Cookies Policy

This site uses cookies. By continuing to browse the site you are agreeing to our use of cookies.

I accept this policy

Find out more here

Full Access The Transmission of Medical Knowledge on 'Nurturing the Fetus' in Early China

No metrics data to plot.
The attempt to load metrics for this article has failed.
The attempt to plot a graph for these metrics has failed.
The full text of this article is not currently available.

Brill’s MyBook program is exclusively available on BrillOnline Books and Journals. Students and scholars affiliated with an institution that has purchased a Brill E-Book on the BrillOnline platform automatically have access to the MyBook option for the title(s) acquired by the Library. Brill MyBook is a print-on-demand paperback copy which is sold at a favorably uniform low price.

The Transmission of Medical Knowledge on 'Nurturing the Fetus' in Early China

  • PDF
Add to Favorites
You must be logged in to use this functionality

image of Asian Medicine

Early and medieval Chinese medical authors produced, preserved, and transmitted medical information on 'nurturing the fetus' as an important aspect of literature on 'nurturing life' and ensuring the continuation of the family lineage. This article demonstrates the origin and development of a textual tradition from the Mawangdui manuscripts in the early second century BCE to early medieval formularies such as the Beiji qianjin yaofang and material found in the Japanese compendium Ishimpō. In this process, early descriptions of the month-by-month development of the fetus and corresponding instructions for the mother were preserved almost literally, but gradually supplemented with elements that reflected developments in medical theory and practice. These include correlations between months, five phases, and internal organs according to the theory of systematic correspondences; detailed descriptions of acupuncture channels and points prohibited during each month of pregnancy; medicinal formulas for the prevention and treatment of disorders of pregnancy; and, lastly, ten line drawings that depict the monthly changes in the naked body of a pregnant woman and her fetus, as well as prohibited acupuncture channels and points. Texts on 'nurturing the fetus' thus show the influence of cosmology and yin-yang theory, formulary literature, acumoxa charts and prohibitions, and vessel and visceral theory, but most importantly, a growing attention to the gender-specific medical needs of female bodies in the context of 'formulas for women.'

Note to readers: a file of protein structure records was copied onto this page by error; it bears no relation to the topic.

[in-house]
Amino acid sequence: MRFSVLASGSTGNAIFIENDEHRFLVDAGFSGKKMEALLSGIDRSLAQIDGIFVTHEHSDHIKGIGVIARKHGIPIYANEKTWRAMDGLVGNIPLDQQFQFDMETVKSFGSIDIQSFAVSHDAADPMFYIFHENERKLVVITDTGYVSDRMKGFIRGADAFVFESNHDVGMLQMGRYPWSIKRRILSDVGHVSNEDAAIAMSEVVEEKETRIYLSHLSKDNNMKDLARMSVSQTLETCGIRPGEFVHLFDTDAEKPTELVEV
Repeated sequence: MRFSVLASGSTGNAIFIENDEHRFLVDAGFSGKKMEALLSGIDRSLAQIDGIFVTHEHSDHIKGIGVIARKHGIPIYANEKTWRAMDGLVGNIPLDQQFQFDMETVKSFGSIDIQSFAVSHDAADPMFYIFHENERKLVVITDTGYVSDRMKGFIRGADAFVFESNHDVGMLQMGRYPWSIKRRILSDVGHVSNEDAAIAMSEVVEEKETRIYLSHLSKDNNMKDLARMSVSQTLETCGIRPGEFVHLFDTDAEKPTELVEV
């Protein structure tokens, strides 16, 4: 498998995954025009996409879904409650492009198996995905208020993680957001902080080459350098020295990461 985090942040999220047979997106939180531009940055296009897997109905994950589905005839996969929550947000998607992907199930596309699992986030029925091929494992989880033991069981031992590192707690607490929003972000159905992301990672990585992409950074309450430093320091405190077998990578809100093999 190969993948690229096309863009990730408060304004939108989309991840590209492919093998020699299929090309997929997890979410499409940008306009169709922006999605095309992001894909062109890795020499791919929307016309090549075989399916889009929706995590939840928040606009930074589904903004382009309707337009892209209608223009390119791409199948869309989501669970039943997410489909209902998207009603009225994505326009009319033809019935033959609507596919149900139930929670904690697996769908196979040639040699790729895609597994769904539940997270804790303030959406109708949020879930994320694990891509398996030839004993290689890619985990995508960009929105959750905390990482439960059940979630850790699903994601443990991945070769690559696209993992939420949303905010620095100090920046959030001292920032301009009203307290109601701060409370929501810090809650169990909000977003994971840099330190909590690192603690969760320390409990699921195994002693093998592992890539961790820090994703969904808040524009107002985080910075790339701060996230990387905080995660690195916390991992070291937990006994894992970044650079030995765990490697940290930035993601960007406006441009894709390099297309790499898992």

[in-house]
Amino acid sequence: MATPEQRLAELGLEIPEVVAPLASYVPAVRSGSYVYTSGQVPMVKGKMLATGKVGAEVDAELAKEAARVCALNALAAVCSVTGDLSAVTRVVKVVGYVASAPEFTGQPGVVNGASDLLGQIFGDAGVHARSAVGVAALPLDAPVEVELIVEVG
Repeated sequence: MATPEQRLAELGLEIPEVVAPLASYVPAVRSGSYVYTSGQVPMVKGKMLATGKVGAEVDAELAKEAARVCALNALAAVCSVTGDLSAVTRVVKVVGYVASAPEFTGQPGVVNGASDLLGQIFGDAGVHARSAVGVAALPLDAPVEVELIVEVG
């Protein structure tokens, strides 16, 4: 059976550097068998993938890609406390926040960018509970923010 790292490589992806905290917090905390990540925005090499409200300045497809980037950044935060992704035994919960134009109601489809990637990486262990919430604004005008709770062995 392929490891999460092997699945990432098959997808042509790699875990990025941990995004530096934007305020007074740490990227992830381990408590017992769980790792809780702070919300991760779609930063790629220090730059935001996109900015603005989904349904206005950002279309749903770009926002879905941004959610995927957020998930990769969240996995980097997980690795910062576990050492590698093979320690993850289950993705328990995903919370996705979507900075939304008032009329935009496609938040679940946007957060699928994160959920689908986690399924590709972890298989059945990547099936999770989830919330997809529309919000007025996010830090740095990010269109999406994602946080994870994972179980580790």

Full text loading...


Data & Media loading...

Article metrics loading...



Can't access your account?
  • Key

  • Full access
  • Open Access
  • Partial/No accessInformation